Iranian missile strike eyed in Boeing 737 crash, reports say
It’s “highly likely” that an Iranian anti-aircraft missile was responsible for Wednesday’s crash of a Boeing 737 near Tehran, officials from the United States, Canada and the United Kingdom said Thursday.
The claim is a dramatic development in the crash, which killed all 176 onboard the Ukrainian International Airlines Boeing 737-800.
“We have intelligence from multiple sources including our allies and our own intelligence. The evidence indicates that the plane was shot down by an Iranian surface-to-air missile,” Canadian Prime Minister Justin Trudeau said Thursday from Toronto, according to The Associated Press.
Trudeau’s comments followed reports from numerous American outlets that unnamed U.S. government officials said it was “highly likely” that the jet was downed by an Iranian missile, possibly by mistake.
One government official, speaking anonymously to ABC News, said U.S. intelligence believes two surface-to-air missiles were fired at the aircraft.
U.S. officials did not present on-the-record evidence of that intelligence, but the number of western officials supporting the idea grew throughout the day.
"There is now a body of information that the flight was shot down by an Iranian surface to air missile,” U.K. Prime Minister Boris Johnson said, according to AP. With that, he joined a growing list of western officials suggesting such a scenario.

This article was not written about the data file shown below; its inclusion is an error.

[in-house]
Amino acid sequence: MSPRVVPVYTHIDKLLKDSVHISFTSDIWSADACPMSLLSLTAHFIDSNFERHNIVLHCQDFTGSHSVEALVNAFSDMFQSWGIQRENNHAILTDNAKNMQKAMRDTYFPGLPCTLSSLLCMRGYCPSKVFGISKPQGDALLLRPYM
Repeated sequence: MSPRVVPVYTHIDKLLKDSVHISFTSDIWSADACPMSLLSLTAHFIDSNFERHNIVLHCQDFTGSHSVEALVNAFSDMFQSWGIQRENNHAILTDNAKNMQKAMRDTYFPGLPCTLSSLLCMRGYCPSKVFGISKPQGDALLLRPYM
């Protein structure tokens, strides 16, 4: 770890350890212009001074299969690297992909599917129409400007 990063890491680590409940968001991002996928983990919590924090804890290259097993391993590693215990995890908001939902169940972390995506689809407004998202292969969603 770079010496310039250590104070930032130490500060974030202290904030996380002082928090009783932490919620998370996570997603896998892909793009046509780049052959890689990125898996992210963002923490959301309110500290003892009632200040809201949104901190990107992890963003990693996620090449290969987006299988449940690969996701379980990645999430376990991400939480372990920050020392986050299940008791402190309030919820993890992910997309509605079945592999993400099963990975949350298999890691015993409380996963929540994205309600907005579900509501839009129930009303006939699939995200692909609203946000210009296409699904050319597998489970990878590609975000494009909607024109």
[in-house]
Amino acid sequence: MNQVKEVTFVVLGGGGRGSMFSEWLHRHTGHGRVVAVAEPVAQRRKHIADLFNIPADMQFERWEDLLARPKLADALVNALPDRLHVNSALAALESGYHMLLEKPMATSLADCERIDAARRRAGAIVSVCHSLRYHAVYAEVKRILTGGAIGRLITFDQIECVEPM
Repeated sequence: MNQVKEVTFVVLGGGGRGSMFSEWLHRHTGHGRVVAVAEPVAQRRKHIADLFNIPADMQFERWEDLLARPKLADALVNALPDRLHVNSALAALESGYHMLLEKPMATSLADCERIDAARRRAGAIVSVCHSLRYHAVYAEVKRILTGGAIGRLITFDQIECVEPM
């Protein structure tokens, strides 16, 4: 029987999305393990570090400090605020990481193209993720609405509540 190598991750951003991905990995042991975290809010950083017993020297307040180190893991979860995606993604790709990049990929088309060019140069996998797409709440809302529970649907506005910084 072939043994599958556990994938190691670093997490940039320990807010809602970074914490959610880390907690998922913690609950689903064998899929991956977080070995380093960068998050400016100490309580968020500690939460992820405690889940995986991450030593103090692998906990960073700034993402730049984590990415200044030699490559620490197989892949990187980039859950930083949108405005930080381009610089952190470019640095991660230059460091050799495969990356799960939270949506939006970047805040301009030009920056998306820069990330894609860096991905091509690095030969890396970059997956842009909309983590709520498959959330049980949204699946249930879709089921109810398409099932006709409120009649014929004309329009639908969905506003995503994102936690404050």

Another jolt to the story came late Thursday from The New York Times, which said it obtained and “verified” video that “appears to show an Iranian missile hitting a plane above Parand, near Tehran’s airport, the area where a Ukrainian airliner stopped transmitting its signal before it crashed on Wednesday.”
The video was posted to the Times’ website, a 19-second clip that shows what the newspaper says is a missile hitting an aircraft. A small explosion can be seen in the sky, but the plane was not immediately destroyed, according to the Times' account. Instead, the newspaper said it determined “the jet continued flying for several minutes and turned back toward the airport,” but was “ablaze” and then crashed.
The new information marks a dramatic turn in the incident, which came amid high tensions between the U.S. and Iran. The crash came shortly after Iran fired missiles at U.S. bases in Iraq, prompting speculation that Iran may have been on alert for return fire.
Oleksiy Danilov, secretary of Ukraine's Security Council, is quoted by AP as telling Ukrainian media that officials there still had several theories about what may have led to the crash. He acknowledged the possibility of a missile.
"A strike by a missile, possibly a Tor missile system, is among the main (theories), as information has surfaced on the internet about elements of a missile being found near the site of the crash," Danilov said.